BEST ANSWER: Your interviewer may press you for this information for two reasons.
First, many companies use interviews to research the competition. It’s a perfect set-up. Here in their own lair, is an insider from the enemy camp who can reveal prized information on the competition’s plans, research, financial condition, etc.
Second, the company may be testing your integrity to see if you can be cajoled or bullied into revealing confidential data.
What to do? The answer here is easy. Never reveal anything truly confidential about a present or former employer. By all means, explain your reticence diplomatically. For example, “I certainly want to be as open as I can about that. But I also wish to respect the rights of those who have trusted me with their most sensitive information, just as you would hope to be able to trust any of your key people when talking with a competitor…”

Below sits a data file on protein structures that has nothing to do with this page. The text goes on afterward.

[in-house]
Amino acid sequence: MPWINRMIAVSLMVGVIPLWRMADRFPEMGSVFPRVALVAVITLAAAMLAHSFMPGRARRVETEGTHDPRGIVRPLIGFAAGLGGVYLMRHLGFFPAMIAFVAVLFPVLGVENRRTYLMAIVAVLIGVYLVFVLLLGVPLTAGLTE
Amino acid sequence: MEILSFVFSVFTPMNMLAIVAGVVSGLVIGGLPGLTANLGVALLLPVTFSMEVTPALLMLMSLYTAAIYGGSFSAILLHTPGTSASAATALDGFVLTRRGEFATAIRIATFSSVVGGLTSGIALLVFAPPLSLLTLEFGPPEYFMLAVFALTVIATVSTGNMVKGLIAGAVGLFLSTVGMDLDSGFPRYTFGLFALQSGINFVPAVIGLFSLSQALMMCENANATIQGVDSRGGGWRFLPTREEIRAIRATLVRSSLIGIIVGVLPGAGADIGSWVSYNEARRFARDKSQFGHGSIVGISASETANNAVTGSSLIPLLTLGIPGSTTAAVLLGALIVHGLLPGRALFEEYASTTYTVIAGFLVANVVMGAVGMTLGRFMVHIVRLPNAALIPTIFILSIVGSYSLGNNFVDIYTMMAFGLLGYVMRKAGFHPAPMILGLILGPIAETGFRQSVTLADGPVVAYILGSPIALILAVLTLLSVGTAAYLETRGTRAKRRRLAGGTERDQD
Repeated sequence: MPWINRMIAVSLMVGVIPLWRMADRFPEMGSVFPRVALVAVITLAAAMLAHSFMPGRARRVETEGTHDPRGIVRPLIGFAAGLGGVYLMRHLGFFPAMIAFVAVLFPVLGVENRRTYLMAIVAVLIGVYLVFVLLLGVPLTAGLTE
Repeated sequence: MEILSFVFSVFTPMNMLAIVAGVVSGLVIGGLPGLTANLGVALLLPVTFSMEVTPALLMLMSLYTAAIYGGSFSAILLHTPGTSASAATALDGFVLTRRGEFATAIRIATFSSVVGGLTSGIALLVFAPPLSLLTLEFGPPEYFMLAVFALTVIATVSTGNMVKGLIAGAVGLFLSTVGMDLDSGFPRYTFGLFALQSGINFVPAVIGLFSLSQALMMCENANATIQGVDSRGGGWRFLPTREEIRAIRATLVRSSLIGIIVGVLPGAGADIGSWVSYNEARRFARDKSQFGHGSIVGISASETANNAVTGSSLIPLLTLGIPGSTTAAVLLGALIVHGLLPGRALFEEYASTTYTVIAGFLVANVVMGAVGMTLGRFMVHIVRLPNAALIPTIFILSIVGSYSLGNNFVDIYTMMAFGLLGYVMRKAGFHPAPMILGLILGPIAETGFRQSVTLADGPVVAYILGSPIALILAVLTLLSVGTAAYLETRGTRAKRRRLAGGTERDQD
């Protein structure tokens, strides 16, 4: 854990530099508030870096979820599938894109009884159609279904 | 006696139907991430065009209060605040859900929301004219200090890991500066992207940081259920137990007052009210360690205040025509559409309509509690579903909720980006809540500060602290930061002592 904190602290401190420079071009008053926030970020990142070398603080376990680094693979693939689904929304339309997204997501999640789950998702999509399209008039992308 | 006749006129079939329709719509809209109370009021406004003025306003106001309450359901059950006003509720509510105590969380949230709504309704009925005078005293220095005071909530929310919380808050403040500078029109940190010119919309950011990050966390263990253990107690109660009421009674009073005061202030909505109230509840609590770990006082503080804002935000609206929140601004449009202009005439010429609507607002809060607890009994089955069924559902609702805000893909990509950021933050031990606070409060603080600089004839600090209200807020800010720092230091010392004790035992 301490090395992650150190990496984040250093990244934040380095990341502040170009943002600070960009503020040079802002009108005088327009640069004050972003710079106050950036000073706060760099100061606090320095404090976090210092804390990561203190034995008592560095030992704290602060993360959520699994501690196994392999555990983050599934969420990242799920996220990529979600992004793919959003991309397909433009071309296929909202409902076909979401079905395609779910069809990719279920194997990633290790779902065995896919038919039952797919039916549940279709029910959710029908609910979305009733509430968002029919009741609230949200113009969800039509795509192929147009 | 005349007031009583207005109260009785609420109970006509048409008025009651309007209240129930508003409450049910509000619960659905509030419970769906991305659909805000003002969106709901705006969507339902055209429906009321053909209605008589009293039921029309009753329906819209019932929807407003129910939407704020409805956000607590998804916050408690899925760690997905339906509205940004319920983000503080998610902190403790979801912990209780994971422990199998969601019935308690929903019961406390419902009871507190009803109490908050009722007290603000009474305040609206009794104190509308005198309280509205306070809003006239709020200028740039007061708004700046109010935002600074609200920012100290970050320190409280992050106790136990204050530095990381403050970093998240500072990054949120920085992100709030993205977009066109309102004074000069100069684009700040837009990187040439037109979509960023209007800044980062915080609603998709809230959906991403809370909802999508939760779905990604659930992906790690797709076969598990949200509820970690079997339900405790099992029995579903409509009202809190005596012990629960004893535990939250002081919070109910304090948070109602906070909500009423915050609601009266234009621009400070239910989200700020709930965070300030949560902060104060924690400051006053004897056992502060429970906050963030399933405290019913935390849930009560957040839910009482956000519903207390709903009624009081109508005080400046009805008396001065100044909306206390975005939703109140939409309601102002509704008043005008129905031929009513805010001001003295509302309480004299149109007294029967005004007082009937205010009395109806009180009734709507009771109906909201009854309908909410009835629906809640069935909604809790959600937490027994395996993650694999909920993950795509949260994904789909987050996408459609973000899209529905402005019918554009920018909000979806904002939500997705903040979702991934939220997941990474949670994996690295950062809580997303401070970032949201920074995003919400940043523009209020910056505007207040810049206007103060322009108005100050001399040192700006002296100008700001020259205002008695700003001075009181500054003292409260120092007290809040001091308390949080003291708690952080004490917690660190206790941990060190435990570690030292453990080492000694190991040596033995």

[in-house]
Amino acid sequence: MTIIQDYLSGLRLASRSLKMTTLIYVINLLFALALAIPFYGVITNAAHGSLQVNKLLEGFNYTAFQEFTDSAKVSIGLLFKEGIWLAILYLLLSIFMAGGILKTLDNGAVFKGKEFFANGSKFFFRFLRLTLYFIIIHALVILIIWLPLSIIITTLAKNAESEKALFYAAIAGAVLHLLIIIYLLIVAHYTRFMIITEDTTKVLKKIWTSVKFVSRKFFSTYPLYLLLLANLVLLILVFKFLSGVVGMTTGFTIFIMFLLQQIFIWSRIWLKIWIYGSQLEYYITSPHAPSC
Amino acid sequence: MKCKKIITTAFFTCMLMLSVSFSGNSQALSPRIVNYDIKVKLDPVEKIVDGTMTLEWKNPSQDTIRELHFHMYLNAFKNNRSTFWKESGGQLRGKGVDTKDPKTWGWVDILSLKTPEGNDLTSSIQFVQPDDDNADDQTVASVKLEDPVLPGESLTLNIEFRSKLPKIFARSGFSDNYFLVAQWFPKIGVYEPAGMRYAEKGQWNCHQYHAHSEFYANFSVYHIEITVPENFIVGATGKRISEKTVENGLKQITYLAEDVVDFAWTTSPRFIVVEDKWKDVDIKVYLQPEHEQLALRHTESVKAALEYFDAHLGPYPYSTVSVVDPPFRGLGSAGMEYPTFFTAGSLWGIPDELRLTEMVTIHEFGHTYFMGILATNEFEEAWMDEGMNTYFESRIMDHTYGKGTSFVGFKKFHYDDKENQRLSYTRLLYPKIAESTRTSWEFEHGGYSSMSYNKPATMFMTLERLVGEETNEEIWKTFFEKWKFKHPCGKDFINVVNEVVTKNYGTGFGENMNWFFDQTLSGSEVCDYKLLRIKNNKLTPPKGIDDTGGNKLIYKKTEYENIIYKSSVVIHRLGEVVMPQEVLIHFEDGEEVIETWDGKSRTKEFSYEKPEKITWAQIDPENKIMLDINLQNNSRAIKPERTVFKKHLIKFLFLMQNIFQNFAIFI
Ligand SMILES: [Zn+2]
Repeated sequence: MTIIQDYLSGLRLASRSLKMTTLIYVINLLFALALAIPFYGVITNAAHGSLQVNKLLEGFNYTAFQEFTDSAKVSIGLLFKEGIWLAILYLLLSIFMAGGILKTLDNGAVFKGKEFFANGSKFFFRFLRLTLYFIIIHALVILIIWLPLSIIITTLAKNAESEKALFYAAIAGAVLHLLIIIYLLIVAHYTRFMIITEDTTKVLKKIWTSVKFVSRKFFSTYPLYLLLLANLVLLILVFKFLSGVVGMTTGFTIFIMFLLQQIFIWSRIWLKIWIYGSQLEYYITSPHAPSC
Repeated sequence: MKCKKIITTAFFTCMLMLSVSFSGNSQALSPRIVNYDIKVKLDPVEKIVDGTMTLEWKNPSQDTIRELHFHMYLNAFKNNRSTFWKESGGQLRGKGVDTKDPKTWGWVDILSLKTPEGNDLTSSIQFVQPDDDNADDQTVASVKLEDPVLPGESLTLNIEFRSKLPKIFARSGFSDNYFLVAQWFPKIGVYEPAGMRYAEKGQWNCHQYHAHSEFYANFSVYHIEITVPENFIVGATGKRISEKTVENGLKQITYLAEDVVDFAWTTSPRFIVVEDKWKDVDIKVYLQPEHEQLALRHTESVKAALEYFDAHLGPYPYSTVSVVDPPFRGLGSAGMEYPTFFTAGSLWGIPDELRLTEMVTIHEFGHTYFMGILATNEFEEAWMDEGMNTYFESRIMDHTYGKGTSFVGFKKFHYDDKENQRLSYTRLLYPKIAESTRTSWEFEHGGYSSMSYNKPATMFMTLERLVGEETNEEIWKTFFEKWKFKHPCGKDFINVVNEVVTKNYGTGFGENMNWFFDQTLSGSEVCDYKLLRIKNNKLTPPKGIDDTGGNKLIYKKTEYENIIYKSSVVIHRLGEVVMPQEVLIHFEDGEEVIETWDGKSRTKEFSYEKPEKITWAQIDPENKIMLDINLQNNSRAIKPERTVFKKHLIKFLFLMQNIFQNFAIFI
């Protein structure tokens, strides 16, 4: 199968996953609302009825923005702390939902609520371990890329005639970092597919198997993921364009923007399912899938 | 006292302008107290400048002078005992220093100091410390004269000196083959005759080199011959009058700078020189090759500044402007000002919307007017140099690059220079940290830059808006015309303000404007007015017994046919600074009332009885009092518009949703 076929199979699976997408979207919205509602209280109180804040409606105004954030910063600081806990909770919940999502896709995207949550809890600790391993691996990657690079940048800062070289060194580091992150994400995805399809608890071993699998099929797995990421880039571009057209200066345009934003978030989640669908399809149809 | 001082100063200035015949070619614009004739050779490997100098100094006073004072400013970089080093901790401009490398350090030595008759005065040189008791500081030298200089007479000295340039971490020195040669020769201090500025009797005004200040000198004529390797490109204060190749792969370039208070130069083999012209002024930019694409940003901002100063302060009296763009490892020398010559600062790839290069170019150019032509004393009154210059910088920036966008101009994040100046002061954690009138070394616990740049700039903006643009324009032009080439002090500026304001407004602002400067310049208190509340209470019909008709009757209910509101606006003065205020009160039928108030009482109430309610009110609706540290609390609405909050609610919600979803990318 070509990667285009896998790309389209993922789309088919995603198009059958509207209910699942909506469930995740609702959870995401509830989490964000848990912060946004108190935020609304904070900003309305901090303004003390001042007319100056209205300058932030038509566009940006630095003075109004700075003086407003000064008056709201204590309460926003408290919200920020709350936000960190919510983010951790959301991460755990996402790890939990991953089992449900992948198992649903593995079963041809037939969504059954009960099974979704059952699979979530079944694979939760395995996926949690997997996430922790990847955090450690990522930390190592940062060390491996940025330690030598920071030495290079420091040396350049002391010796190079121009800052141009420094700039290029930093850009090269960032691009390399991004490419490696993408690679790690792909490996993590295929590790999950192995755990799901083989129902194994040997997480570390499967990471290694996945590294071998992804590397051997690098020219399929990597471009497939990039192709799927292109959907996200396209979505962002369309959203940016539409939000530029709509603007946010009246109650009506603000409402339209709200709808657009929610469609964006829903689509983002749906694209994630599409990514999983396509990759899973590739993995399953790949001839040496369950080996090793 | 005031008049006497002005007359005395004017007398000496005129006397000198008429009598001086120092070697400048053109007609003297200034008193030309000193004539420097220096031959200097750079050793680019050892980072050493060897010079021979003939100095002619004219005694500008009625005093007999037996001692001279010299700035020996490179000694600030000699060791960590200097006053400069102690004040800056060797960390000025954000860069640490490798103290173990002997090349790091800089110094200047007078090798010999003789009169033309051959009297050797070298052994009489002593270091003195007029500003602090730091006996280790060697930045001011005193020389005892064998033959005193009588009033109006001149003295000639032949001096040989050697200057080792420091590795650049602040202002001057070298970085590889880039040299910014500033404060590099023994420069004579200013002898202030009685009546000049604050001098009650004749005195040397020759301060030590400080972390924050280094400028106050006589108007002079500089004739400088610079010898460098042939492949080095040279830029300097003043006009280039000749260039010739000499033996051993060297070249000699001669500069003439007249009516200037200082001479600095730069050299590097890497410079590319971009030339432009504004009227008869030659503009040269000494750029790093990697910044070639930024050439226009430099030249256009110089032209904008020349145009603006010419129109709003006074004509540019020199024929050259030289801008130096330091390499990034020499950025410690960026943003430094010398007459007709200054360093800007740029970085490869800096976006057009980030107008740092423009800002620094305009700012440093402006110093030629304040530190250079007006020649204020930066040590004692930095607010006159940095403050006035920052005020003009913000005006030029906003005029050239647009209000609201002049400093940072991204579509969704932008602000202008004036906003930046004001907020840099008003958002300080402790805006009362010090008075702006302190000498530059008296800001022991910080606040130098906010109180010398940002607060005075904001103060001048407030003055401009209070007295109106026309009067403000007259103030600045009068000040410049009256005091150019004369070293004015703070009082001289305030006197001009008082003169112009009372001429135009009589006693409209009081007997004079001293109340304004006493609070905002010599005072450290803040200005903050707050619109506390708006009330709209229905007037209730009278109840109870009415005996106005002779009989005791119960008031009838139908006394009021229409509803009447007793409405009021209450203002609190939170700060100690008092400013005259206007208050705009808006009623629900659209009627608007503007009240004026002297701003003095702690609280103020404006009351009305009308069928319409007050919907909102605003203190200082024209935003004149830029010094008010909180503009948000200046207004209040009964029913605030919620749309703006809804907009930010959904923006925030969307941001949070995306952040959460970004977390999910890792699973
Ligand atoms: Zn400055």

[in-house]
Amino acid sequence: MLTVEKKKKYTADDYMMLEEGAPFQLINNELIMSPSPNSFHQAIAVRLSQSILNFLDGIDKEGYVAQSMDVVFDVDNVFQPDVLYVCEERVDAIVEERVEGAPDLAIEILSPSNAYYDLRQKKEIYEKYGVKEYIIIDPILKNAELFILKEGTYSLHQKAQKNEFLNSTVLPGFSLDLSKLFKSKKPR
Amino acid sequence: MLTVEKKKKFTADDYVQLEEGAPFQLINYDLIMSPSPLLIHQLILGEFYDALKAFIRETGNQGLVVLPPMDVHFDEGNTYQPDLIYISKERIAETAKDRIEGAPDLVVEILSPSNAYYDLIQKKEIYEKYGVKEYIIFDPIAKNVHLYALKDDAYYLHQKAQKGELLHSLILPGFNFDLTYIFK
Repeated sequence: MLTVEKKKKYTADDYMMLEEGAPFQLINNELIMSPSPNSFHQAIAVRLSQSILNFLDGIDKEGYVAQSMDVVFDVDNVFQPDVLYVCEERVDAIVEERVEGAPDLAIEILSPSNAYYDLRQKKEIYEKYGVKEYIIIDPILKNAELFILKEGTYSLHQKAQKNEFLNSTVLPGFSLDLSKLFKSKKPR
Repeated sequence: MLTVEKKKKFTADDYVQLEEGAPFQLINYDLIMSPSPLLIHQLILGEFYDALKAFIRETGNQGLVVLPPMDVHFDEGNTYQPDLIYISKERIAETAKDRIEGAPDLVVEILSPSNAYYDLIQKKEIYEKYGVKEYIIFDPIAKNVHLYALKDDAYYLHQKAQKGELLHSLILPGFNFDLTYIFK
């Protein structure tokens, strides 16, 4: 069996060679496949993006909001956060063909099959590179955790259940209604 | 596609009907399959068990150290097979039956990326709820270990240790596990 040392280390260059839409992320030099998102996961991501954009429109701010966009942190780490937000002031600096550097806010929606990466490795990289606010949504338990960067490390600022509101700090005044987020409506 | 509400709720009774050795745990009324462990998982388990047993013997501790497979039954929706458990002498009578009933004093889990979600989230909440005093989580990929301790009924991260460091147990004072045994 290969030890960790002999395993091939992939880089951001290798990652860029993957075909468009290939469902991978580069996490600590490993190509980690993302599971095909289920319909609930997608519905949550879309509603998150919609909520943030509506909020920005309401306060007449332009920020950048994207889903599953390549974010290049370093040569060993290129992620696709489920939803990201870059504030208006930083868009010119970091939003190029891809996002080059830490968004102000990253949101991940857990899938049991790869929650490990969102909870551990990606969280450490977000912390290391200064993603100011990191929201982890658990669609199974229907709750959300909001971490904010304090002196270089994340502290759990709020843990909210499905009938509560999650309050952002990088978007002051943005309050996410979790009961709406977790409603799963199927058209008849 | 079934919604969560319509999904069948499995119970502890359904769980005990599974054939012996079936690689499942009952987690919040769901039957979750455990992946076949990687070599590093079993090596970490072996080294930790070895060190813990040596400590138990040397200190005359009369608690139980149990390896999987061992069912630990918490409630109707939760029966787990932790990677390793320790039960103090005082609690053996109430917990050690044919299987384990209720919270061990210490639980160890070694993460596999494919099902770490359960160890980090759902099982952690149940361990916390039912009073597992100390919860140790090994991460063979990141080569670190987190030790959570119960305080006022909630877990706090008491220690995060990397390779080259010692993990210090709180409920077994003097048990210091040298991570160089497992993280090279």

And certainly you can allude to your finest achievements in specific ways that don’t reveal the combination to the company safe.
But be guided by the golden rule. If you were the owner of your present company, would you feel it ethically wrong for the information to be given to your competitors? If so, steadfastly refuse to reveal it.
Remember that this question pits your desire to be cooperative against your integrity. Faced with any such choice, always choose integrity. It is a far more valuable commodity than whatever information the company may pry from you. Moreover, once you surrender the information, your stock goes down. They will surely lose respect for you.
One President we know always presses candidates unmercifully for confidential information. If he doesn’t get it, he grows visibly annoyed, relentlessly inquisitive, It’s all an act. He couldn’t care less about the information. This is his way of testing the candidate’s moral fiber. Only those who hold fast are hired.